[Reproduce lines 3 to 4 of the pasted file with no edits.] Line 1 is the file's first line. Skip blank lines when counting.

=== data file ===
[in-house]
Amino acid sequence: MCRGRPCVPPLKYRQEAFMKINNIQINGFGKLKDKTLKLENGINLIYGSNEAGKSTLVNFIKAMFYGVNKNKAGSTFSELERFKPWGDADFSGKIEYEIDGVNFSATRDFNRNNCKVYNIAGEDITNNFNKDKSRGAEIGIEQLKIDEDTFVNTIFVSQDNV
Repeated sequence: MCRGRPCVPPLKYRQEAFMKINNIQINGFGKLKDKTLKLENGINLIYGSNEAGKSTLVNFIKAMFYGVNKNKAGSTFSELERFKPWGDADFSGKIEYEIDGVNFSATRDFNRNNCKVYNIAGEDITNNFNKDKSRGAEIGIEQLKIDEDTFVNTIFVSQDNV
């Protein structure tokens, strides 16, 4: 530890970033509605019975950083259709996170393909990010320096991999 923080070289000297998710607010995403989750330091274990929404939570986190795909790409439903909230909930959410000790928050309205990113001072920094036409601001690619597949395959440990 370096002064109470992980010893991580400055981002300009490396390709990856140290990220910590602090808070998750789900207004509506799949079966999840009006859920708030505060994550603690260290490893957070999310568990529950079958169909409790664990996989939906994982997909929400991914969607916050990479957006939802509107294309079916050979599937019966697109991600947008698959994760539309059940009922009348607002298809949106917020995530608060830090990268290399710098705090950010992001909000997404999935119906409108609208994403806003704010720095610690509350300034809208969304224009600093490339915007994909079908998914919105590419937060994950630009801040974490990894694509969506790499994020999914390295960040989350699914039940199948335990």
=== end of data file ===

Repeated sequence: MCRGRPCVPPLKYRQEAFMKINNIQINGFGKLKDKTLKLENGINLIYGSNEAGKSTLVNFIKAMFYGVNKNKAGSTFSELERFKPWGDADFSGKIEYEIDGVNFSATRDFNRNNCKVYNIAGEDITNNFNKDKSRGAEIGIEQLKIDEDTFVNTIFVSQDNV
């Protein structure tokens, strides 16, 4: 530890970033509605019975950083259709996170393909990010320096991999 923080070289000297998710607010995403989750330091274990929404939570986190795909790409439903909230909930959410000790928050309205990113001072920094036409601001690619597949395959440990 370096002064109470992980010893991580400055981002300009490396390709990856140290990220910590602090808070998750789900207004509506799949079966999840009006859920708030505060994550603690260290490893957070999310568990529950079958169909409790664990996989939906994982997909929400991914969607916050990479957006939802509107294309079916050979599937019966697109991600947008698959994760539309059940009922009348607002298809949106917020995530608060830090990268290399710098705090950010992001909000997404999935119906409108609208994403806003704010720095610690509350300034809208969304224009600093490339915007994909079908998914919105590419937060994950630009801040974490990894694509969506790499994020999914390295960040989350699914039940199948335990």